HB V

is older than it's ever been and now it's even older

4/03/2001

Death and being dead


When evaluating a potential link to share with the world for blogworthiness, I have a key test. I call it the "mom test," since I consider my mother pretty middle-of-the-road in terms of what offends her. Thus, a little nudity or some language probably is fine, but I wouldn't include anything graphically violent or pornographic (BTW, I'm a firm believer in Potter Stewart's definition of pornography: "I know it when I see it."). On this particular subject, I think my mom's immune to even the most hardcore or gross information, so I'm chucking my usual standard out the window. She is, you know, a respected scholar in the field of gravestone studies, in addition to possessing a nearly definitive knowledge about many issues in death and dying. I recall the last time I visited her, she gave me a book to read that included a chapter about embalming. By about halfway through, I was officially Grossed Out. They do some weird stuff to bodies during this process. But I digress, and I haven't even started yet.

I found this collection of Australian obituaries from 1887 via World New York. These are eminently fascinating, mainly because they include a level of detail about the death that you don't find in newspapers nowadays. That's probably a function of making the families of the decendent pay for the funerary notices, but I can't help but notice it. In terms of when it's published, it makes sense; but for historical value it's really interesting to see what people died of. One of the things that struck me is the number of deaths caused by things that people nowadays wouldn't die from, including tuberculosis, cholera, snakebite, and burns. We really do have it much better than they did. Nevertheless, we still have that most primordial of fears still present, as evidenced by this Wired article, which is the fear of being buried alive (Chopin's last words are to request to be cut open to ensure this fate wouldn't happen to him). This article recounts some of the ways we've tried to avoid this problem, some of which are somewhat ghoulish but nothing like that book of mom's! However, the Wired article submits that a way around this is to use embalming, which is more often than not a waste of time and money.

Embalming costs are just one way that funeral homes defraud their customers, unfortunately. It takes some real vultures to make money off of grieving family members, but apparently there are plenty in the US. The industry uses factoids and figures to defend themselves, like one from that last article where they claim that 80% of customers are satisfied with the process. Unfortunately for them, that's not a very high total. When 20% of an industry's customers feel bilked and unhappy, that should be a key sign that something is wrong. So what should you do?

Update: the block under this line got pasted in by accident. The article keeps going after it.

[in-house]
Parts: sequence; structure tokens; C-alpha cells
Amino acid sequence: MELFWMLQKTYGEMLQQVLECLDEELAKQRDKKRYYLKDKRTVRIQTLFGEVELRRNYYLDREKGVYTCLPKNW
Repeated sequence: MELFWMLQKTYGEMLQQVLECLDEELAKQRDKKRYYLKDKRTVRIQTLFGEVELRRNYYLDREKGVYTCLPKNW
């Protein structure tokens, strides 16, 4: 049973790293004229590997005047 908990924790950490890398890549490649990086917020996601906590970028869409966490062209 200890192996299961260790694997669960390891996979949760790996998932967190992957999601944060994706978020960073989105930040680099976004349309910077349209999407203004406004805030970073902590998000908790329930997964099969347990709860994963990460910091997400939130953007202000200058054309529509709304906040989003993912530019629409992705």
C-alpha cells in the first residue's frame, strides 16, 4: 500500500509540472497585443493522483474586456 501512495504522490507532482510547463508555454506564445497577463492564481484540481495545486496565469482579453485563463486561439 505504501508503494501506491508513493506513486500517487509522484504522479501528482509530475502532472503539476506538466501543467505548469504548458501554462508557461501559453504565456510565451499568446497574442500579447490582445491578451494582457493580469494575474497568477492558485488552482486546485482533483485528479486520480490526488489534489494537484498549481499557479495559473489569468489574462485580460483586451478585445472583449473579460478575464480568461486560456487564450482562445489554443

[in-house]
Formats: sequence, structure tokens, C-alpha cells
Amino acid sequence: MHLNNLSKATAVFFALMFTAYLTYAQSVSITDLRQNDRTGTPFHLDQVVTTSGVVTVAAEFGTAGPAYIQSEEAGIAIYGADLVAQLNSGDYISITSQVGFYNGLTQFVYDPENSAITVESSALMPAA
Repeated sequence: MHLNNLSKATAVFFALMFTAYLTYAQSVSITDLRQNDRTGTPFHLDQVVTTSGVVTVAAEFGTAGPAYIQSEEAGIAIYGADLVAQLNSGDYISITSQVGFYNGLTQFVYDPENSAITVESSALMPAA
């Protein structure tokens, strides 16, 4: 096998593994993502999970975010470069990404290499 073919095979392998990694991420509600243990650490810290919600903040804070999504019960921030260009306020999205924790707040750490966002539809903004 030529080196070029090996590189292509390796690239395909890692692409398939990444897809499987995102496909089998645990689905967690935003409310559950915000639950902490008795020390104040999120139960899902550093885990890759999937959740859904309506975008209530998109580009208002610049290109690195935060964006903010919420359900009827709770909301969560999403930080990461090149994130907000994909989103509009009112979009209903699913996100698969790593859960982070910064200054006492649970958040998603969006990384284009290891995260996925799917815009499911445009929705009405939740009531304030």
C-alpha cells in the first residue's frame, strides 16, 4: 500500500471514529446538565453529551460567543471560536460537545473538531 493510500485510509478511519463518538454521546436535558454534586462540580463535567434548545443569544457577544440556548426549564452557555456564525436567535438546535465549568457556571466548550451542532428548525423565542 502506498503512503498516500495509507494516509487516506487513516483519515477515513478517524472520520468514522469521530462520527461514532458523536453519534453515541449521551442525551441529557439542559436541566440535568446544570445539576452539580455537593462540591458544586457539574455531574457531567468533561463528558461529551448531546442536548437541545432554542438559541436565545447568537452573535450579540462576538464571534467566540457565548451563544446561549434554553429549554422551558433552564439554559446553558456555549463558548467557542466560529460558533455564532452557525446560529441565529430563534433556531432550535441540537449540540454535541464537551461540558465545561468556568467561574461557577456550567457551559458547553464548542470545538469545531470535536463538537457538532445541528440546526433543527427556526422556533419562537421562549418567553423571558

This article from Death and Dying (.com) suggests that a way to stop fraudulent charges is to prepay for your services. Unfortunately, these prepaid plans are also a target for unscrupulous funeral homes to squeeze extra money out of clients by being as rigid and uncooperative in honoring them as possible. My solution? I suggest getting buried in cardboard or something else very cheap, or being cremated. I'm a fan of the symbolism of my mortal body being returned to fertilize other living things as quickly as possible, so I don't want to be embalmed either. It's sad to me that people need to be vigilent about getting scammed at such a time, but it's just a fact of life.

As a final thought on the matter, I think it's neat that this column could theoretically be dredged up when I die as evidence for my wishes. It'll be part of this whole page, which is itself partially done as a test of the permanence of the new media which comprise the Internet.

A lighthearted (?) followup

After my Chick postings, I've heard it said that those comics read like agitprop designed to discredit Christians. So true, they really do. As Sean remarked, "With friends like that who needs enemies." I thought the same thing as I read this page in support of Creation Science (sic). There are 42 points that supposedly prove the Big Bang theory to be incorrect. I am not an Astronomer (IANAA), but even I can poke holes in most of these. Very funny. At the other end of the spectrum is this page on why Superheroes are evil and un-Christian, which really IS reverse propaganda (via LMG); among the points areā€¦

But it is now known that in the next Spiderman movie, this character will be turned into a teenager who uses his powers to impress girls. He will also smoke marihuana with his friends. It is truly sad that one of America's fictional heroes has been converted into another degenerate. Next thing we know, Hollywood will release a movie about Paul Bunyan being a compulsive masturbator.



Finally, on being almost dead. Sir Alfred Ayer, an eminent British atheist and philosopher, had a profound near death experience in 1988, one year before he really died (via FMH). What he saw/experienced in those four minutes have been in dispute since, but apparently it was enough to alter his beliefs. If you read one of my links today, read this one.

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